Op-Ed: The Hunger Free Schools Act of 2015 is up for reauthorization. Will lawmakers do the right thing?
By: Jonathon Rondeau, Michael J. Wilson and David Sloan
As state lawmakers search in earnest for bipartisan ground, hopefully everyone can agree that no child attending school in Maryland should go hungry. In 2015, Gov. Larry Hogan signed into law a bill with unanimous legislative support that goes a long way toward addressing childhood hunger. The Hunger Free Schools Act of 2015 authorized the Community Eligibility Provision (CEP), which provides all students in eligible participating schools with free breakfast and lunch, every school day. The law is up for reauthorization this year — and we urge lawmakers to once again show their support for an option that truly makes a difference in the academic, social and emotional welfare of our children.
There's no question that the CEP works. In the 2015-2016 school year, 227 Maryland schools participated in it, and as a result, more than 97,000 students attended a hunger-free school. In Baltimore alone, since adopting the CEP, city schools are serving more than 10,000 additional school lunches every day, despite an overall reduction in student enrollment between school years 2014-2015 and 2015-2016. Put another way: Before the CEP, 58 percent of city schools students participated in school lunch; after the CEP, 71 percent of all students participated. Gains have also been made in rural counties, where the CEP is meeting the needs of diverse student populations. From Garrett and Washington counties in Western Maryland, to Wicomico and Somerset on the bay, we're seeing more schools take advantage of this program.
For all the gains made in reducing hunger in Maryland, there is still room to help even more children. More than 160 additional schools in Maryland are eligible to adopt the CEP, including the entire school districts of Allegany, Dorchester, Kent and Wicomico counties. Therefore, we urge the Maryland Senate to support SB361, the Hunger-Free Schools Act of 2017, to extend the CEP through 2022. The House is considering an identical proposal.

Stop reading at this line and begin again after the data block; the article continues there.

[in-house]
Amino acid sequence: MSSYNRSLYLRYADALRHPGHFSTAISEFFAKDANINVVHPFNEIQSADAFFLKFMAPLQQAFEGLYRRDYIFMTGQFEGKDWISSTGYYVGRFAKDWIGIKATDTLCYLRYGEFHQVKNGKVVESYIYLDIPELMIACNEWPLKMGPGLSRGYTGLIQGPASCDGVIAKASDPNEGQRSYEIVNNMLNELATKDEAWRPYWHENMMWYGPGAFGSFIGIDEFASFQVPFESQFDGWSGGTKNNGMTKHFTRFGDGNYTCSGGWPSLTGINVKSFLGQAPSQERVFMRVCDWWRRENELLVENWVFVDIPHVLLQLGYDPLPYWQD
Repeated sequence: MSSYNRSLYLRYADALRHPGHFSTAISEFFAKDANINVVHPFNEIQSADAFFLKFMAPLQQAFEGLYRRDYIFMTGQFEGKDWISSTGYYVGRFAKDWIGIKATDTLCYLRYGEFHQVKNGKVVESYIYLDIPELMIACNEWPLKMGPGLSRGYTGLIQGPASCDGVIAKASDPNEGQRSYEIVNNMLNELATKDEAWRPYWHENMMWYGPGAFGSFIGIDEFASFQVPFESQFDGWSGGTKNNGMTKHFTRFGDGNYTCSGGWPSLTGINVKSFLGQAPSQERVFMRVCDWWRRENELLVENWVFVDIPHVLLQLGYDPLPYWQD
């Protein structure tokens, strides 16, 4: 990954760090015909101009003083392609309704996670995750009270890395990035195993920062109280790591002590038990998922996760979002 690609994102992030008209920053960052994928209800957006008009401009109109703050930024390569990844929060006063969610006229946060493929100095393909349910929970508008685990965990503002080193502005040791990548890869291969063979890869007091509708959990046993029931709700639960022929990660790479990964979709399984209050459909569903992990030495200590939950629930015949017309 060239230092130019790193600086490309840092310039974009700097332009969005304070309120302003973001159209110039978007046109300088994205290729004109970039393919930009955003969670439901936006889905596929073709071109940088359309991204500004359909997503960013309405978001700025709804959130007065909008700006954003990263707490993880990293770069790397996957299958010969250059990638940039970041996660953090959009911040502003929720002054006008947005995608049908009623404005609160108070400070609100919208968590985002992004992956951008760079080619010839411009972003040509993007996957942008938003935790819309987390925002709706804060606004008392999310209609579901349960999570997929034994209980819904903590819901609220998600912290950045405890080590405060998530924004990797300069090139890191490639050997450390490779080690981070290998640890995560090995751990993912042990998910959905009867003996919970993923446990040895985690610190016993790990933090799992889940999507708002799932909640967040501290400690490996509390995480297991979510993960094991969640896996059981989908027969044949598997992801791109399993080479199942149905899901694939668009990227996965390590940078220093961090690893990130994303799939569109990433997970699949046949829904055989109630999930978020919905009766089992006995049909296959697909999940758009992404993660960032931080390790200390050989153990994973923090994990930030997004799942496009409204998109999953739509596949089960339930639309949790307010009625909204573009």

Doing so would keep Maryland in the forefront among states battling childhood hunger on multiple fronts. The state already has scored wins with the Maryland Meals for Achievement Program — a trend-setting school breakfast program that lets kids eat in class and get a nutritious jump-start each day. Our strong network of farms growing local produce has made it possible for us to become the first state in the nation where every public school system participates in the Homegrown School Lunch Program. Let's keep the momentum going by preserving — and extending — the gains offered through the CEP, which helps to ensure that children can count on nutritious meals that prepare them to learn, grow and succeed in school.
It's worth noting that all these extra meals don't cost Maryland taxpayers a dime of state money. The U.S. Department of Agriculture reimburses participating schools for their outlays. For Baltimore alone, this meant an additional $9.6 million in federal reimbursements in the 2015-16 school year. And whereas schools have traditionally been required to gather complex income verification forms from parents or guardians as a condition of qualifying for free meals, under the CEP, the administrative burden is lifted substantially. The federal government reimburses schools based on the number of students that are homeless, migrant, in the foster care system, in Head Start or living in households participating in federal nutrition and/or cash assistance programs.
And what about the students themselves? There is ample research to show that students who eat breakfast at school make fewer mistakes, work faster in math and vocabulary, show improved concentration and comprehension, and have better attendance, among other gains. Students appreciate the program because they no longer need to carry lunch money, don't face the embarrassment of being turned away in the school lunch line for lack of funds, and the stigma once associated with being known as someone who eats for free, or at a reduced price, is gone, because the same food is available free to everyone. Removing such barriers means more kids are likely to obtain the nutrients and energy they need to concentrate on their studies.
Jonathon Rondeau is president and CEO of the Family League of Baltimore; email@example.com. Michael J. Wilson is director of Maryland Hunger Solutions; firstname.lastname@example.org. And David Sloan is director of Share Our Strength, No Kid Hungry Maryland; email@example.com.